Education policy in the Europe 2020 Strategy

25-11-2015

In 2010, the EU adopted its Europe 2020 strategy to put Member States back on track following the crisis shocks of 2008. Education was identified as one of five key areas needing specific measures to support economic recovery which could not be based exclusively on financial and budgetary reforms. The governance of the strategy rests on yearly cycles of reporting and feedback known as the European Semester. This makes it possible to monitor progress in individual Member States as a basis for recommendations from the European Commission. Supplementary thematic coordination involves both political leaders and experts in the field. Coordinated by the Council of the European Union, the mechanism is referred to as the open method of coordination. Member States are on their way towards meeting the Europe 2020 education targets: lowering the number of early school leavers to less than 10% and ensuring that at least 40% of 30-34 year olds have completеd tertiary education. However, EU citizens are not yet benefitting evenly from the positive outcomes. A closer look reveals that some regions and segments of the population fare less well than others. At the same time, employment rates have worsened in spite of improvements in the general level of education. The European Parliament has expressed its stance on these issues, indicating possible ways forward.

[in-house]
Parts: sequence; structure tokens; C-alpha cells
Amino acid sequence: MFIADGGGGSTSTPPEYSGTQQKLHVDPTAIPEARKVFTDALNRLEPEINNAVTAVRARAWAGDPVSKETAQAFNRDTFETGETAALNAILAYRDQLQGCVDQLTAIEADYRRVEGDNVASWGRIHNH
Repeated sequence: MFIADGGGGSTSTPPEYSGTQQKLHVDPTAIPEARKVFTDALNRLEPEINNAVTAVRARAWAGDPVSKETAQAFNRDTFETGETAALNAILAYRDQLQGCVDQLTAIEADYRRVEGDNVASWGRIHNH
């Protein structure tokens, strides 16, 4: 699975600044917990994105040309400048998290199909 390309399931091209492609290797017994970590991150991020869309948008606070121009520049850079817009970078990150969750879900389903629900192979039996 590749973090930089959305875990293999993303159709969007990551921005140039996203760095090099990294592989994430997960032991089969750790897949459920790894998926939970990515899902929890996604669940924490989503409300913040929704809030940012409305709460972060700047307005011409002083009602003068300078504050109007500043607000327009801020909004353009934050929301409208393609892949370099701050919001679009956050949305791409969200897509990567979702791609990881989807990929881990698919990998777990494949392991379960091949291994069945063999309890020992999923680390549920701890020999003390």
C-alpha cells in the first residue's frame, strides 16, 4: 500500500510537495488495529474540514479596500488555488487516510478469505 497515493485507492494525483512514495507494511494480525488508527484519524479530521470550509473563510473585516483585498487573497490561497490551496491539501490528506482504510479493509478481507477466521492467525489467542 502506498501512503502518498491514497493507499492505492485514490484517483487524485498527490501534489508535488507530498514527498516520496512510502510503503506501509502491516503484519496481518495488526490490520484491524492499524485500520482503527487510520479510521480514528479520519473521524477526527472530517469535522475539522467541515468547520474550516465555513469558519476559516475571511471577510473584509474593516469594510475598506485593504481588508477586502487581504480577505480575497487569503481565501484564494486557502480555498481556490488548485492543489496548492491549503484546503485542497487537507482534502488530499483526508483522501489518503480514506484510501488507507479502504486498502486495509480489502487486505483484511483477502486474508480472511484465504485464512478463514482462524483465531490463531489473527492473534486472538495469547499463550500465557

In 2010, the EU adopted its Europe 2020 strategy to put Member States back on track following the crisis shocks of 2008. Education was identified as one of five key areas needing specific measures to support economic recovery which could not be based exclusively on financial and budgetary reforms. The governance of the strategy rests on yearly cycles of reporting and feedback known as the European Semester. This makes it possible to monitor progress in individual Member States as a basis for recommendations from the European Commission. Supplementary thematic coordination involves both political leaders and experts in the field. Coordinated by the Council of the European Union, the mechanism is referred to as the open method of coordination. Member States are on their way towards meeting the Europe 2020 education targets: lowering the number of early school leavers to less than 10% and ensuring that at least 40% of 30-34 year olds have completеd tertiary education. However, EU citizens are not yet benefitting evenly from the positive outcomes. A closer look reveals that some regions and segments of the population fare less well than others. At the same time, employment rates have worsened in spite of improvements in the general level of education. The European Parliament has expressed its stance on these issues, indicating possible ways forward.